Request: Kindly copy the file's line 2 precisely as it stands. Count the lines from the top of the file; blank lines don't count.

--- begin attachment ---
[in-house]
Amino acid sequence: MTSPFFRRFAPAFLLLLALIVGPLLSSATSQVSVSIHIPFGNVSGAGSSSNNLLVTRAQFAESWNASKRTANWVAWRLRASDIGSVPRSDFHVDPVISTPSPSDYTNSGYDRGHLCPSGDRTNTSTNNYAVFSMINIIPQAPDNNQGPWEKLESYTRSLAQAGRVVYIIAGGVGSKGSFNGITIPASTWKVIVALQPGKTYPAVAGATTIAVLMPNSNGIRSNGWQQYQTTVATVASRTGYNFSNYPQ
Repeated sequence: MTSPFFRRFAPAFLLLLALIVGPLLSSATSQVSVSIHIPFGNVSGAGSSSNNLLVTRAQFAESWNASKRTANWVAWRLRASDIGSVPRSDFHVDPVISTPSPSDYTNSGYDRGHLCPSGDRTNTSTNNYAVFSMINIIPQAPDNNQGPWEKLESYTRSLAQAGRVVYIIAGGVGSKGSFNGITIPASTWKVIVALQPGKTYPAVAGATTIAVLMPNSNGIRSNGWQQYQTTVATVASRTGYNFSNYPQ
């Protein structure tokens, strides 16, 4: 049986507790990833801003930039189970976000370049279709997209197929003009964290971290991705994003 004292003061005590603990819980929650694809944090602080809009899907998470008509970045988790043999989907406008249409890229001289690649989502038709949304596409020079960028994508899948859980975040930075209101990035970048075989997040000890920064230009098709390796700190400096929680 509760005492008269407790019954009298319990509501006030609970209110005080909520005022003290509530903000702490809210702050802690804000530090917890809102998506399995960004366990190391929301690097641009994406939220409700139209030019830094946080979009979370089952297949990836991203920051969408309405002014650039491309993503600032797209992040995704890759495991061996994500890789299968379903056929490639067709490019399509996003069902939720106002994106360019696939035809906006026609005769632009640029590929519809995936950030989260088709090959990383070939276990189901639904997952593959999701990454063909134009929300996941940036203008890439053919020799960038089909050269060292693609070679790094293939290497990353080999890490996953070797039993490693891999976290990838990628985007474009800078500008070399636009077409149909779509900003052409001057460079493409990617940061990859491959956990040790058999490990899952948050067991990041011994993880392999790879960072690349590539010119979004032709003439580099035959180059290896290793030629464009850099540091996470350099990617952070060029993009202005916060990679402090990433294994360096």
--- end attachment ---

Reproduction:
Amino acid sequence: MTSPFFRRFAPAFLLLLALIVGPLLSSATSQVSVSIHIPFGNVSGAGSSSNNLLVTRAQFAESWNASKRTANWVAWRLRASDIGSVPRSDFHVDPVISTPSPSDYTNSGYDRGHLCPSGDRTNTSTNNYAVFSMINIIPQAPDNNQGPWEKLESYTRSLAQAGRVVYIIAGGVGSKGSFNGITIPASTWKVIVALQPGKTYPAVAGATTIAVLMPNSNGIRSNGWQQYQTTVATVASRTGYNFSNYPQ